‘There is something wrong with the way in which we make our decisions. The Government listen too much to the pollsters and the party managers.’

On relations, they have failed to build alliances inside or outside their own parties. Therefore political parties are at the mercy of small groups of rebels and the government depends on the DUP to stay in power. Relations beyond parliament, for instance with business and pressure groups are fractured. On reputation, they have struggled to get things done. The context of minority government and Brexit may constrain, but they are following as paralysis sets in on domestic policy.


Representative confusion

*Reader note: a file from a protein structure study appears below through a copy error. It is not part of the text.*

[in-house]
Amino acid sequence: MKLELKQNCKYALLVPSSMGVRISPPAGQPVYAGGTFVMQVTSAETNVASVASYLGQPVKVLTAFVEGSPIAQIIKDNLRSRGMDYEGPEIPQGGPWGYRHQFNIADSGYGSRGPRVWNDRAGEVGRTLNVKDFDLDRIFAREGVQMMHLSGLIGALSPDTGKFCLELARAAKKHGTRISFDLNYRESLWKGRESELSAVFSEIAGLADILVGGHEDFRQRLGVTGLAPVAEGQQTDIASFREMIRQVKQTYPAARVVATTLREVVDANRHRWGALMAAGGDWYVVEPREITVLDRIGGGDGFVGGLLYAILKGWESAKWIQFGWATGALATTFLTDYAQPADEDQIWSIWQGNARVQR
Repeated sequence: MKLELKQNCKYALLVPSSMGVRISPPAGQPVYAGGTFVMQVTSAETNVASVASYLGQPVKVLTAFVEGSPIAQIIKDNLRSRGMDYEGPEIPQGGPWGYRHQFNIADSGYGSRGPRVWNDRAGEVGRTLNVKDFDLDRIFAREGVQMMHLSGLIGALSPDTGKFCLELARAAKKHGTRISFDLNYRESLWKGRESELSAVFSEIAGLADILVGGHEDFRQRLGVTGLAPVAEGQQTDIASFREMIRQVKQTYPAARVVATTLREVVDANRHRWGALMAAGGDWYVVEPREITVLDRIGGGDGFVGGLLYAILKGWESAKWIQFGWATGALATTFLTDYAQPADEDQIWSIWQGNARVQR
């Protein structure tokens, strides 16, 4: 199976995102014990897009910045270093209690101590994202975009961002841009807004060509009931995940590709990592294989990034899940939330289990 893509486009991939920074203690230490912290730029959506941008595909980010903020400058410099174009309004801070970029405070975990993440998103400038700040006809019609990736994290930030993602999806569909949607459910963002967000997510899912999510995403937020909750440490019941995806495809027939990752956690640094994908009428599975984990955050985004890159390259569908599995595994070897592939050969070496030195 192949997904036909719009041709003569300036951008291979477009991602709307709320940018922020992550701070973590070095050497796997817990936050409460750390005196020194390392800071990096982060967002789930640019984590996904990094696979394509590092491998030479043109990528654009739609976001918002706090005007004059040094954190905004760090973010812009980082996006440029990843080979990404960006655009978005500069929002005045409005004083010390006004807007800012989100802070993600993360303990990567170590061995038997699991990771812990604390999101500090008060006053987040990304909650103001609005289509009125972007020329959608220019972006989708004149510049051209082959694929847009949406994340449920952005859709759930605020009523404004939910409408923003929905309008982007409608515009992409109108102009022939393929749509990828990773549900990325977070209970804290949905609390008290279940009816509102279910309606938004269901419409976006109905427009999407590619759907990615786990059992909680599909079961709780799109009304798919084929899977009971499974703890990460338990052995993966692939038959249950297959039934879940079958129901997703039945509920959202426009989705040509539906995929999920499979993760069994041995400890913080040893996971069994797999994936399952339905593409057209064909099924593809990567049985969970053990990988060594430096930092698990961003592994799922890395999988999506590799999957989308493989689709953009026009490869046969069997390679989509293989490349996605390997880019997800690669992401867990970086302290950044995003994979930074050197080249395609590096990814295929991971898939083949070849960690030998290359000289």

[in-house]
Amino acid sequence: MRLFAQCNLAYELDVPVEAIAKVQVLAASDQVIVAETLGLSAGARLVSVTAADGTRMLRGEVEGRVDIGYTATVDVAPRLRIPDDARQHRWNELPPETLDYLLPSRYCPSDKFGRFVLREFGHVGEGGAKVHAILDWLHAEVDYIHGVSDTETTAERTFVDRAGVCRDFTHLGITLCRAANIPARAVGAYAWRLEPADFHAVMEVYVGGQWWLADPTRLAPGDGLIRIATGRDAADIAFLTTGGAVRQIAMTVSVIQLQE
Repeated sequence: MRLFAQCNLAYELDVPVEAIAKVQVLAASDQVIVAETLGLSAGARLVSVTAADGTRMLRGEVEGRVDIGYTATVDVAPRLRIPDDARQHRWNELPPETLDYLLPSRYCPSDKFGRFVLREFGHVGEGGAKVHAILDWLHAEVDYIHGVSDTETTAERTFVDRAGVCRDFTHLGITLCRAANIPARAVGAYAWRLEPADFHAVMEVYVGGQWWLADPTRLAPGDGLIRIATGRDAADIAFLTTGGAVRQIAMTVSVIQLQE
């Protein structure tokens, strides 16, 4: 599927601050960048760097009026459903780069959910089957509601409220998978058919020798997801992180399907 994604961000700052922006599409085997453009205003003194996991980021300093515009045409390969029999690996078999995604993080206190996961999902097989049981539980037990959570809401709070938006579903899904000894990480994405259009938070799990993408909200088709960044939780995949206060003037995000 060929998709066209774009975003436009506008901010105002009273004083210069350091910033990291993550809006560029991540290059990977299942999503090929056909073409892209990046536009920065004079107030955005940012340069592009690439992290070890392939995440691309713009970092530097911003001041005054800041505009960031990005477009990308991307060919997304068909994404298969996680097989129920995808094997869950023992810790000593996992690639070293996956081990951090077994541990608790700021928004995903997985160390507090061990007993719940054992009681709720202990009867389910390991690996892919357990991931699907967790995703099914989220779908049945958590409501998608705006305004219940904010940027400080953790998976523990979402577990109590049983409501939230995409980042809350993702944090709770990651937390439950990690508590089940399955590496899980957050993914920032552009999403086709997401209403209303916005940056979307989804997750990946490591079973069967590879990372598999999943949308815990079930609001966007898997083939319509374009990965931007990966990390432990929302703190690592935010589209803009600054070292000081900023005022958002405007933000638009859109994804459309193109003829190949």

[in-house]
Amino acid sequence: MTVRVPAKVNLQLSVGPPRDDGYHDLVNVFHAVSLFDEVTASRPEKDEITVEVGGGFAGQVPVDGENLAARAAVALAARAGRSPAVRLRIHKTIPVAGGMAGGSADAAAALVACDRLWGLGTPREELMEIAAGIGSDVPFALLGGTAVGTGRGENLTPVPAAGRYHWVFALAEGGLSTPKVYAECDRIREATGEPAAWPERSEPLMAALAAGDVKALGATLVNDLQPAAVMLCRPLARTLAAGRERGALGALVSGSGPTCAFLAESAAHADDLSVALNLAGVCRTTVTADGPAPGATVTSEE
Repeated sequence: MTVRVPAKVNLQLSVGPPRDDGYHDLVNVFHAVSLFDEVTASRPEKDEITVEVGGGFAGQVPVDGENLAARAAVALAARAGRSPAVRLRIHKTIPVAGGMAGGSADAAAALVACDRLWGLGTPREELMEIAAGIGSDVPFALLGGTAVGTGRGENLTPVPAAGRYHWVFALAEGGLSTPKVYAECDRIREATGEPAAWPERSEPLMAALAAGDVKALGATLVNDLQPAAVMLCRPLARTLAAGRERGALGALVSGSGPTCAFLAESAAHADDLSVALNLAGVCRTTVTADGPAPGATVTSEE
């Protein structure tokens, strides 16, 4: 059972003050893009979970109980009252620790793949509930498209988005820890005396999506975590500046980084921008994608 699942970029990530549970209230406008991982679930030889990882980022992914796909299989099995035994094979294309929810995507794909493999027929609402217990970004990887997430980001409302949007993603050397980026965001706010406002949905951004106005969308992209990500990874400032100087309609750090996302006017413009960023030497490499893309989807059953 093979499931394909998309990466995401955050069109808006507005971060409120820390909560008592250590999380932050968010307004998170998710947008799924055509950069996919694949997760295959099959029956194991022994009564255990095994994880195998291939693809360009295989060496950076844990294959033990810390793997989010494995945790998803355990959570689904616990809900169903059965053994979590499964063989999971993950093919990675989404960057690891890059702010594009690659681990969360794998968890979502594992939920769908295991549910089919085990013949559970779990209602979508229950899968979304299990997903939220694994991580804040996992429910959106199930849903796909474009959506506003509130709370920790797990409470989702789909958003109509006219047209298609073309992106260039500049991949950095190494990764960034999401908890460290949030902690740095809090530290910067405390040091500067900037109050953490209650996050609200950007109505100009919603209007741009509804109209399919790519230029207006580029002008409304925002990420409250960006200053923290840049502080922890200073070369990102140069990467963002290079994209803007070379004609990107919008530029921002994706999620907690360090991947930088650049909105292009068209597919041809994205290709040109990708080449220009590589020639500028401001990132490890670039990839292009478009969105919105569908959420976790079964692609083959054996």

The Referendum result has altered the way MPs and indeed parties and leaders interact and engage with voters. The lines of accountability used to be clear but now in whose interests are leaders acting? They appear hamstrung by the result, unable to forge positive narratives or make decisions as Lamont bemoaned in 1994. Time after time politicians, most notably the Prime Minister, hide behind ‘delivering on the people’s vote’ – whatever that is. This is following not leading. As Ronald Heifetz famously observed the essence of exercising leadership is about disappointing people at a rate they can stand, rather just office-holding. Political capital needs to be spent. Yet occupying office is what is happening. There is a crisis of representation. MPs continually cite the will of their own constituency to justify a leave or remain or soft or hard Brexit stance. Others such as Iain Duncan Smith and Kate Hoey – two MPs openly causing trouble for their own leadership – choose to ignore their constituency voices on Brexit as they inconveniently contradict their own entrenched positions.